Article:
Students who have a Bachelor’s degree in Middle Eastern Studies from Leiden University with a specialisation in Turkish Language and Culture are always eligible for admission and only need to apply through Studielink. All others need to submit an online application. See How to apply for further details.
Applicants with a bachelor’s degree from a university of applied sciences (HBO) or a bachelor’s degree from an academic university who do not meet the entry requirements may be eligible for an individual bridging programme. To be eligible for a bridging programme, the applicant’s BA degree must be within a relevant regional or disciplinary specialisation and he or she must have adequate proficiency in the language of the specialisation. Please contact the bridging programme’s Co-ordinator of Studies for more information.
“It is only possible to gain a better under-standing of present-day developments in the Middle East if you understand the historical background.”
“Leiden University enjoys a rich research tradition, and has a great many publications about Turkey to her name. The Turkish Languages and Cultures department is also well-known, particularly as text
books written in Leiden are used throughout the world.
This master’s programme focuses on the one hand on the origin of the modern Turkish nation state, and, on the other, on Turkey and the Ottoman Empire and their relationship to Europe. I myself am fascinated by the Middle East and by modern history, in particular the period around World War I. This makes Turkey a rewarding subject for study.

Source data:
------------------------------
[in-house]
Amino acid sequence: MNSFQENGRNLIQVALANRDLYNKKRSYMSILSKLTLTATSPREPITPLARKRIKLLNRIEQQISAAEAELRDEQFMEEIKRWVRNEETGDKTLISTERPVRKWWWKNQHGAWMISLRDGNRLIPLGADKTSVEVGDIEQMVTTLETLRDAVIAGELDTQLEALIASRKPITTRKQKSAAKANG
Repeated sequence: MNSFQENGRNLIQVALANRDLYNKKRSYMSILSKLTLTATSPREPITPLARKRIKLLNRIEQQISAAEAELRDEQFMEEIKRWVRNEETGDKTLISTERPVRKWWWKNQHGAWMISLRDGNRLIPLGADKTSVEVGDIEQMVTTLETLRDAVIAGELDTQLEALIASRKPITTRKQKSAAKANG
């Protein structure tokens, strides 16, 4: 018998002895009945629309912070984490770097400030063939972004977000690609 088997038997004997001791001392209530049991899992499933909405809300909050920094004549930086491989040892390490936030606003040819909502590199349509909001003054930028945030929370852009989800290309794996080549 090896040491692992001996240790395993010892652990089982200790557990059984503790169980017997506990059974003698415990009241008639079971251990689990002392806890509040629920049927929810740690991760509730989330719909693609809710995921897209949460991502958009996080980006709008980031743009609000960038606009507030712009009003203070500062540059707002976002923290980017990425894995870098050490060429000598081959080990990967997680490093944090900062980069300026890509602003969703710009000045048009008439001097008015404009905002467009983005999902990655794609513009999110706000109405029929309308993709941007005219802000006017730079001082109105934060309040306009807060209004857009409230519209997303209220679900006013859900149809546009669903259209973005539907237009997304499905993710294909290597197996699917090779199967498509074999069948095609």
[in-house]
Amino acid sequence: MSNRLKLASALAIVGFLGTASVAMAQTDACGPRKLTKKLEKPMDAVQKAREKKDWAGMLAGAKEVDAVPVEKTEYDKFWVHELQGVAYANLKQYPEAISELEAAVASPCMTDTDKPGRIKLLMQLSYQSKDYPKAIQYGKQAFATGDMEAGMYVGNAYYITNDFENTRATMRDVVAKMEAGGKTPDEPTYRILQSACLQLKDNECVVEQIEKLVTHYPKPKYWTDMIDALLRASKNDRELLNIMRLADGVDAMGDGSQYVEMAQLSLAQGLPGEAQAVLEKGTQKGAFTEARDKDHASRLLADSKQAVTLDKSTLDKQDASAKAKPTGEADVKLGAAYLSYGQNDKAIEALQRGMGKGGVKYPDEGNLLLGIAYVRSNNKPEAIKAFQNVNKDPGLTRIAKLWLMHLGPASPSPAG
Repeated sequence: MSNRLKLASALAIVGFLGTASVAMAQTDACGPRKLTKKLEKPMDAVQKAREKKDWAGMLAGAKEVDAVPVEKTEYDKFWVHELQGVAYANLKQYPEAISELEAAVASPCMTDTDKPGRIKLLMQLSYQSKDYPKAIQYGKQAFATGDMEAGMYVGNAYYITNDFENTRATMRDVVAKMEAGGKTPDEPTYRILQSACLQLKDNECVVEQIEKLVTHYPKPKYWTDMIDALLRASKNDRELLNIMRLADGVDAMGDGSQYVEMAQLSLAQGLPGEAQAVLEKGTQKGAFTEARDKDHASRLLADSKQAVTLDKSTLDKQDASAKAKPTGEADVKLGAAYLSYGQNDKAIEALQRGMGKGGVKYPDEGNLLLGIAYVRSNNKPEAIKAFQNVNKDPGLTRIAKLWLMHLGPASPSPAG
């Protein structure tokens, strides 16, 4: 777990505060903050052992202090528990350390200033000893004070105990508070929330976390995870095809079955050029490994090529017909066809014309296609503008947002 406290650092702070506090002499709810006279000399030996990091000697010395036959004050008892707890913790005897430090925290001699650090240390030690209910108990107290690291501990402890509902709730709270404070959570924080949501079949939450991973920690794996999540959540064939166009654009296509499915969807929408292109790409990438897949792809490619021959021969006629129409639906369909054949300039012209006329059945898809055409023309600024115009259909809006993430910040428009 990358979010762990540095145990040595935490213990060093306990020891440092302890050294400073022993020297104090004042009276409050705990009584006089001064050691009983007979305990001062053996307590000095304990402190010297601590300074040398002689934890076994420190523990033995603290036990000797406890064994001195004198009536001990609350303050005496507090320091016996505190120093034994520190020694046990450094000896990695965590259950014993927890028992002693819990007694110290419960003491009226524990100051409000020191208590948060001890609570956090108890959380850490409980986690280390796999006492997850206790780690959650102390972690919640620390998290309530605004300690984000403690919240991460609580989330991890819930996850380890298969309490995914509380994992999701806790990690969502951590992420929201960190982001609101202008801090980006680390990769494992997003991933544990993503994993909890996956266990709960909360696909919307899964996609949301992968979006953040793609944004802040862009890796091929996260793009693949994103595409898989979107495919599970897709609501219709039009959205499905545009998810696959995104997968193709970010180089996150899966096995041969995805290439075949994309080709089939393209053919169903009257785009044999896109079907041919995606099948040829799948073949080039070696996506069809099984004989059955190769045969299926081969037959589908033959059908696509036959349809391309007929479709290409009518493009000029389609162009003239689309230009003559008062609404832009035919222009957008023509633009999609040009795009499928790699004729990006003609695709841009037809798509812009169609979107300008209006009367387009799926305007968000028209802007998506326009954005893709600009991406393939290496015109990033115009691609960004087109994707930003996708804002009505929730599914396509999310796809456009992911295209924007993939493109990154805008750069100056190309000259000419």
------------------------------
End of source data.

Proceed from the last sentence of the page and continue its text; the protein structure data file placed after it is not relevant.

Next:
Until the First World War, the greater part of the Middle East belonged to the Ottoman Empire. Around 1918, the great empires came to an end: not only the Ottoman Empire, but also the German
Empire, the Hapsburg Empire and the Romanov Dynasty in Russia. The centuries-old multicultural Ottoman Empire was transformed into the modern mono-cultural republic of Turkey.
As a result of the start of accession talks between Turkey and the EU, the number of students with an interest in political science has been growing of late, but teaching in the MA specialisation Turkish Studies focuses primarily on the language, history and cultural heritage of Turkey. I firmly believe that it is only possible to gain a better understanding of present-day developments in the Middle East if
you understand the historical background.
Turkey is two things at the same time: a young state which has been created by a political elite, but also an ancient state, heir to the Ottoman Empire, which
existed for six hundred years. This has left its mark on the country.”